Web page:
There were gasps, and some giggling.

Mr. Wolk smiled.

“It’s Jason, right? Hablas español, Jason?”

“Uh, no,” said Jason. “Just, uh, inglés.” There was some more snickering.

“Ah, inglés,” said Mr. Wolk. “Well, as to your question… I can understand why you would want to know. What kind of loser would choose to be a history teacher? I didn’t. God willing, some day I’ll be able to fuck with that deck.”

Everyone gasped again. Still smiling, Mr. Wolk strummed at his guitar.

“And second, I love to chill,” he said, smirking and mimicking Jason’s gesture, touching his long fingers to his mouth. “You know what gets in my way? You guys. So when the bell rings in a few seconds, by all means, fuera de aqui, carajo. Oh, sorry. That’s ‘Get the fuck out of here’ en inglés.”

I stayed in my seat as the room emptied, easing my books into my backpack. Everyone was laughing and chattering as they filed out. But I was wondering if he grouped me in with the rest of the class, if I got in his way, too. Not like everyone else, please, I thought, watching him stand up, stretch, and then casually walk to his desk and flip through some papers as the last kids left.

I started to stand too, but he raised his hand. “No, no, stay there,” he said softly. He made his way through the chairs and desks to the back row, and grabbed the nearest chair, pulling it up so that he was close to me. Our knees touched and I flinched, and then I immediately regretted flinching, because I was worried he would move his leg away, but he didn’t. And he looked deliberately down at our knees, the way they were touching, so that I knew that he was aware of it, too. Relax, relax. My heart was pounding and I rubbed the back of my neck, trying to calm down. I looked at the EXIT sign over the door. TIE. EX.

Mr. Wolk lowered his head for a moment and I looked at his thick hair and his forehead, which was slightly lined. He wore jeans and a pale blue shirt with the sleeves pushed up. I could see hair on his arms and a whisper of it beneath his neck, where his shirt was unbuttoned. It made me feel embarrassed, those signs of maleness. Even the air around him — scented with with cigarettes, clean clothes, and coffee — seemed heavier. I felt dizzy. Mr. Wolk offered me a notepad and a pencil and I accepted, hoping he didn’t notice that I was trembling.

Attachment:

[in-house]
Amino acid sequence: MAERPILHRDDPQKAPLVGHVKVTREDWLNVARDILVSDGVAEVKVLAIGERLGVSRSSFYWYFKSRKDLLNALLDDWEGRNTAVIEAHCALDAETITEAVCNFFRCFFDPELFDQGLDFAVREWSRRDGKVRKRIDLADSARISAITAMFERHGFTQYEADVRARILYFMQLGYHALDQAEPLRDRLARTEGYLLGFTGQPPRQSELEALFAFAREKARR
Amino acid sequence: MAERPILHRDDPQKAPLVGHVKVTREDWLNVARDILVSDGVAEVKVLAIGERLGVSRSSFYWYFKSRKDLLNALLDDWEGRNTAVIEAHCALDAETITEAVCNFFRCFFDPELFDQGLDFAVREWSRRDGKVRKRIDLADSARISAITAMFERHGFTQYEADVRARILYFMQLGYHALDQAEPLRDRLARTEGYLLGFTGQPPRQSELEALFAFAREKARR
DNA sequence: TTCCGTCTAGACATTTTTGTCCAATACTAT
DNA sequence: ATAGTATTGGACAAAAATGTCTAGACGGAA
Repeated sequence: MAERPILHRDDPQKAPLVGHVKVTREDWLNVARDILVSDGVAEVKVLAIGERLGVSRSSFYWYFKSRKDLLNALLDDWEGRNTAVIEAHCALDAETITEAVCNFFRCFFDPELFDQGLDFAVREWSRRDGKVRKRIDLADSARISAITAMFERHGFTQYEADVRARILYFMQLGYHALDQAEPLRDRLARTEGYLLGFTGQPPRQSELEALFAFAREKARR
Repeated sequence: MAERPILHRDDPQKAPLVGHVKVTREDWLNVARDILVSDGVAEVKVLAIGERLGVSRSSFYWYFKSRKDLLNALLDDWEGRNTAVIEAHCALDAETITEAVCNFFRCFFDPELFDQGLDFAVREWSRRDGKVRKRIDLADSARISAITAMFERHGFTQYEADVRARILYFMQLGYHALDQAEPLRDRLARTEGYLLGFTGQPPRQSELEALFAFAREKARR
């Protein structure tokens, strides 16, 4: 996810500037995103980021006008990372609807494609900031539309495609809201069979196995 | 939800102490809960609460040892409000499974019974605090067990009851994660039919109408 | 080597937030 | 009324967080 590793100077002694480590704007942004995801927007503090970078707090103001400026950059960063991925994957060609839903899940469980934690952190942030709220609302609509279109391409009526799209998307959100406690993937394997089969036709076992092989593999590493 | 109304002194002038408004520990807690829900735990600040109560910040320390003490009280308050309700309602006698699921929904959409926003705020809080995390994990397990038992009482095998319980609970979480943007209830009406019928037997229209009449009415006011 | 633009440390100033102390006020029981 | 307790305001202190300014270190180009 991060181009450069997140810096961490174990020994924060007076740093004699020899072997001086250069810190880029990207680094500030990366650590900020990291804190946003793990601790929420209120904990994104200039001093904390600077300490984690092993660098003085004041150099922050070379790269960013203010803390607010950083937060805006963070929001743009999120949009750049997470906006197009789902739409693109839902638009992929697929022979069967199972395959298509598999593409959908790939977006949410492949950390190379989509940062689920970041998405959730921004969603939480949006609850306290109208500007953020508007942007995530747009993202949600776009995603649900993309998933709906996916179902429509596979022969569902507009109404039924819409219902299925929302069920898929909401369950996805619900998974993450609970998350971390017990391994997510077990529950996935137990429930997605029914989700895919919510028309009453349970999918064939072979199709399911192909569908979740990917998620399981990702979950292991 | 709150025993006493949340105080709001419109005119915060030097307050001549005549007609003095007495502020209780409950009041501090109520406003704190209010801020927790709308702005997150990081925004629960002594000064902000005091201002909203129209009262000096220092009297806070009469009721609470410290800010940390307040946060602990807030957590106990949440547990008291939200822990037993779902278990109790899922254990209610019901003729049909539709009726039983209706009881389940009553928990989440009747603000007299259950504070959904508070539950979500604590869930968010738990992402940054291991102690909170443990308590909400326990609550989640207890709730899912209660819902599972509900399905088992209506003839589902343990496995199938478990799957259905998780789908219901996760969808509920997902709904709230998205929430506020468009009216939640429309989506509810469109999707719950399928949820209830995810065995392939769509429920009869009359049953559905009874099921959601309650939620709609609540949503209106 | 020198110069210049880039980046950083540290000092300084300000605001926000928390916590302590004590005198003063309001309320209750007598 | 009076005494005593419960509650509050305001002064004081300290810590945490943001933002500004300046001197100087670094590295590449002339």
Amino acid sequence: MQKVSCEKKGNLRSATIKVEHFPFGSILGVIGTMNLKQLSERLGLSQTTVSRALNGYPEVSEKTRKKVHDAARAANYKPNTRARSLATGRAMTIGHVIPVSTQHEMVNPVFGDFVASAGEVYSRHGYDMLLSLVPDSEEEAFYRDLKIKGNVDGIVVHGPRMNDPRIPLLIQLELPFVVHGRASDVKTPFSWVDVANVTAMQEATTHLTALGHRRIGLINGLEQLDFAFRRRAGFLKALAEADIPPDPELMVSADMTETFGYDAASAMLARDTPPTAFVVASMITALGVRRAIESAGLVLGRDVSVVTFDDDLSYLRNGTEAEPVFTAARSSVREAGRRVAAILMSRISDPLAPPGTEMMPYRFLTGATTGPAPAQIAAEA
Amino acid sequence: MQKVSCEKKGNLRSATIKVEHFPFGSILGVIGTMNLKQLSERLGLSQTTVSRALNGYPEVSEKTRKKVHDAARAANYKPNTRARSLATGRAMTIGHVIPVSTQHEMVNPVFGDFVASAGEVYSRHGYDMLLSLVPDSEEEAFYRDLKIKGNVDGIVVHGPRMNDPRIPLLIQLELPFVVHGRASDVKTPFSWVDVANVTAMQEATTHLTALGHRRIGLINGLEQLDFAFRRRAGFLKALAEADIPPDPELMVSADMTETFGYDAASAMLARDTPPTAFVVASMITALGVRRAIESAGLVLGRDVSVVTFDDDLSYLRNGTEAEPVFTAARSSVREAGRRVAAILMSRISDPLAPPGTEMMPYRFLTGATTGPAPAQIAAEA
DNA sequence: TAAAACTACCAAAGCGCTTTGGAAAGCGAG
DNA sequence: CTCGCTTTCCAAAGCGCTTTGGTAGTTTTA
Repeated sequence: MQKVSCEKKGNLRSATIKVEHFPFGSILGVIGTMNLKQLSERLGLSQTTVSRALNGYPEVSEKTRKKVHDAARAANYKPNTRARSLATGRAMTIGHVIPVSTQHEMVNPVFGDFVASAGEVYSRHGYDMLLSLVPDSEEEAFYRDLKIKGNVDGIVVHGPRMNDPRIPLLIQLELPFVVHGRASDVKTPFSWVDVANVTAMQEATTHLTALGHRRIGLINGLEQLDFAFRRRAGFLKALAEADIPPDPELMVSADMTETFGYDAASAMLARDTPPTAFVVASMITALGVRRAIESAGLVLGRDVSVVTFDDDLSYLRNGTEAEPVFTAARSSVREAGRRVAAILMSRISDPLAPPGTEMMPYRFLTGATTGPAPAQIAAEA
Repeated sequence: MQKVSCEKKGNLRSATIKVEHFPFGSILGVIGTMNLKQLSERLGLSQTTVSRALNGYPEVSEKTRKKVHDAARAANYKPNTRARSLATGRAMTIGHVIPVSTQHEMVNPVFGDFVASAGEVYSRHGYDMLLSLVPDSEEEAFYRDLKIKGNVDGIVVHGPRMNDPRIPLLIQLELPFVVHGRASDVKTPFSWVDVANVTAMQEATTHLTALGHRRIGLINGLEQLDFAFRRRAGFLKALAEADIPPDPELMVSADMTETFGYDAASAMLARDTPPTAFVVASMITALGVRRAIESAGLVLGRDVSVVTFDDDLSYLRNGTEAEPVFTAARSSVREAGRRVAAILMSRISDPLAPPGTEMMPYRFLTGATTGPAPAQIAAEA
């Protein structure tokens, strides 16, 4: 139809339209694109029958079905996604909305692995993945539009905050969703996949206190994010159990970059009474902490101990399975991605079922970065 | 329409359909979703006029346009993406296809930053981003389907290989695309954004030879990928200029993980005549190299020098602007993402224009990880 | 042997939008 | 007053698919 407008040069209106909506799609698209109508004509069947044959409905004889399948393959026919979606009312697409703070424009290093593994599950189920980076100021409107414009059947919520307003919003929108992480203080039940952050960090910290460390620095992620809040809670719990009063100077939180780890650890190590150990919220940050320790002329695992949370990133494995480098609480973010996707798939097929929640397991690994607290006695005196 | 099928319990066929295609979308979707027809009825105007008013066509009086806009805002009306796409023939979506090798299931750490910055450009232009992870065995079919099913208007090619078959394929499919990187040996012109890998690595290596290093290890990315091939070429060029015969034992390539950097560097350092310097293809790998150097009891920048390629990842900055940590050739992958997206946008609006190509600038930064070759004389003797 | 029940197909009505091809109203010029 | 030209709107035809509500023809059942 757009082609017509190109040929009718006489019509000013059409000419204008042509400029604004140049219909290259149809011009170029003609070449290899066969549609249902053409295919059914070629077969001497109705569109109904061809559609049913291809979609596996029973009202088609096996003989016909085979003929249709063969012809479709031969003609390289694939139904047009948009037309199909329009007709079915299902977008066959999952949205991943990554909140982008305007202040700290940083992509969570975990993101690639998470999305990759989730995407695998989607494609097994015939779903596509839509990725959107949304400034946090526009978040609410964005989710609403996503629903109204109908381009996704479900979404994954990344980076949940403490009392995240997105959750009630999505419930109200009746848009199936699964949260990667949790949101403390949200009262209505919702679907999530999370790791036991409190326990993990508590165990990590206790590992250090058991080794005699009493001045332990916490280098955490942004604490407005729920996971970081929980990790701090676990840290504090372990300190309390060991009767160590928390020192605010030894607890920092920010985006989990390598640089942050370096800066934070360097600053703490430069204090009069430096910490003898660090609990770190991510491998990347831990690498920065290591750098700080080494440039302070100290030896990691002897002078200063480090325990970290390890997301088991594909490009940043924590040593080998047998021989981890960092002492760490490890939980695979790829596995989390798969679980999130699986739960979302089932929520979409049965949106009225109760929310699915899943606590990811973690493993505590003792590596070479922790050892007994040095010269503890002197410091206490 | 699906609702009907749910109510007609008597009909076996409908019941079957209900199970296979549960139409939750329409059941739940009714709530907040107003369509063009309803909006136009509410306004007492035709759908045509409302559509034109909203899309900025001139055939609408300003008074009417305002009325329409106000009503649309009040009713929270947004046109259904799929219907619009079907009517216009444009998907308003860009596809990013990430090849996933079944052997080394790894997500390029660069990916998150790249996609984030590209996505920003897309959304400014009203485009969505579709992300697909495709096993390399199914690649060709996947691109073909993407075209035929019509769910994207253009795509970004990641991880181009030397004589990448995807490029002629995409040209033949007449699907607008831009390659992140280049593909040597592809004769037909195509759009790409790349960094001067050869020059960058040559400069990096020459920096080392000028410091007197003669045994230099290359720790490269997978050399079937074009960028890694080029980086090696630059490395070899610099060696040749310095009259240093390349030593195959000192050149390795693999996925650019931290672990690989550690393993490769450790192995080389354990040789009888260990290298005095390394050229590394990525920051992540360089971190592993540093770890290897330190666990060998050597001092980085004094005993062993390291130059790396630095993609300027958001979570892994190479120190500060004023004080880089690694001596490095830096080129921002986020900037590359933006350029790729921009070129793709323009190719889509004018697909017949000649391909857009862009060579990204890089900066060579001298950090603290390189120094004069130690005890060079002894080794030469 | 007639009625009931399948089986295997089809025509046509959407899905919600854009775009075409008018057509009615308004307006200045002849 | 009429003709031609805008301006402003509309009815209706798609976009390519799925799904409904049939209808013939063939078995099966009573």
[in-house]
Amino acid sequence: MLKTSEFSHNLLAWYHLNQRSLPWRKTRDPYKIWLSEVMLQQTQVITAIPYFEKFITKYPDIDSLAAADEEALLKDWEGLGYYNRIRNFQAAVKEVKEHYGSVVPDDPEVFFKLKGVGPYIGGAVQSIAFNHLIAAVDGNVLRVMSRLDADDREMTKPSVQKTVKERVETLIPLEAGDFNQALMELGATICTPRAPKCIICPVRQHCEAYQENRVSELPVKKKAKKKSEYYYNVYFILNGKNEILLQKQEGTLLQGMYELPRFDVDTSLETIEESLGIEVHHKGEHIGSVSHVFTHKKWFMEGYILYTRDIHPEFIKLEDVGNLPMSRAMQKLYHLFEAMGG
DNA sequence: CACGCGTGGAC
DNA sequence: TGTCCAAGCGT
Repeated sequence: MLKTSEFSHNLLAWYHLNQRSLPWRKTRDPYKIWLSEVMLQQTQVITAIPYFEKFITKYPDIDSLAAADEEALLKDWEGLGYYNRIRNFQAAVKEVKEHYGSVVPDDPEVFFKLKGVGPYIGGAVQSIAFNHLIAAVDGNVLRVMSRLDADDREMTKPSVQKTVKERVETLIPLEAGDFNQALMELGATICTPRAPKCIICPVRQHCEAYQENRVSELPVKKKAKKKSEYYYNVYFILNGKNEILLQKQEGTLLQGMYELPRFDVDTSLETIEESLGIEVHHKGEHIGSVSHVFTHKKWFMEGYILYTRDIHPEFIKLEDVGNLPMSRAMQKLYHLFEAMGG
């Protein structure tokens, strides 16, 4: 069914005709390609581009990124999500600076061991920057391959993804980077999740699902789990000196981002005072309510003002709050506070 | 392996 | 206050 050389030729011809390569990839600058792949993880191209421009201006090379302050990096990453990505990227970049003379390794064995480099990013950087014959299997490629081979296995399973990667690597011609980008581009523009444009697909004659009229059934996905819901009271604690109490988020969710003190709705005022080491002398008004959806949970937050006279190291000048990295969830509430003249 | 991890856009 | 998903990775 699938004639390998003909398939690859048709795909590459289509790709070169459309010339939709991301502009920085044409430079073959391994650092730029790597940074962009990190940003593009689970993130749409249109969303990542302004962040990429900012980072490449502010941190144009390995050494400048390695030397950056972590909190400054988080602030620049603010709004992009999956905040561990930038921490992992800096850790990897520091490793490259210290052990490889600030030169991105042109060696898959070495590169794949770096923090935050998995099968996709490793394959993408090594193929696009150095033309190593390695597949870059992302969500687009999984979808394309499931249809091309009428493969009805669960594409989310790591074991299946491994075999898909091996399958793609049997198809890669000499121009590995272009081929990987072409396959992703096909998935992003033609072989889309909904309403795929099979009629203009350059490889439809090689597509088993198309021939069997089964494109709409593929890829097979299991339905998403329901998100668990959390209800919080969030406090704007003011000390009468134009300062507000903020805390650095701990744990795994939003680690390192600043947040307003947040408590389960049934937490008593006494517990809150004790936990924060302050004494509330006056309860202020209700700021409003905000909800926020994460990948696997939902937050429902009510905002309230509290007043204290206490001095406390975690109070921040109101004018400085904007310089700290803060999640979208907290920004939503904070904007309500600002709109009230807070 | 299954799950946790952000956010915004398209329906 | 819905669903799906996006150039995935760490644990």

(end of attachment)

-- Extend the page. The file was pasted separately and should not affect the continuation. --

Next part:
“What are you thinking about today, Elodia?”

His black eyes were sympathetic.

I hesitated over the legal pad for a moment, and then I thought, Fuck it.

I was holding the pad awkwardly, and my handwriting was a little messy.

There is no new thing under the sun, I wrote.

I added a question mark.

He took the notepad from me, lips curving in a smile.

“Are you worried that this might be it?”

I nodded. I took the pad again and scrawled, Do u believe that?

“Hmmm,” he said. “I mean, I do. You have to — the way the same things happen over and over again. It’s exhausting when you think about it, isn’t it?” He rubbed at the bridge of his nose. “But I think… maybe… if you can recognize the patterns, then maybe you can… change something. Find the opening, the possibility. Like every instance is a harbinger, right? So maybe there’s only something new under the sun if we make it so. In the present or… God, can you imagine if there was a way to go back, to change things that had already happened?”

He was asking me seriously, and it was so unexpected that I smiled. Of course. I’d give anything to go back.

Mr. Wolk refocused. He blinked and smiled back at me.

“You have a beautiful smile,” he said.

I ducked my head at that, and he laughed.

“I’m sorry, I embarrassed you,” he said, just as the second bell rang. “Oh, don’t worry about that. I’ll write you a note. Entonces, Elodia. I was wondering if you would like to join me in my office during fourth period.” My heart started to pound again, as if he’d turned on a switch. “That’s when you have lunch, correct?”

I nodded, not sure how he knew.

“But I walked through the cafeteria today during fourth, and I didn’t see you,” he said. “Where did you eat?”

The library.

“Ah, I see,” he said. “Well, fourth period is free for me. I’ve been doing some work for the college office. Form letters, licking envelopes, that kind of thing. How would you feel about coming to my office and assisting me?”

For a moment, I imagined my father and what he would say. But what could he say? My teacher wanted me to help him in his office, at school. What was the big deal? I wasn’t going home with him. My pen hovered over the paper before I got flustered and wrote:


Just to be a total nerd, I added a smiley face.

He laughed at this, and I loved seeing his smile close up. White teeth. Eyes scrunching up.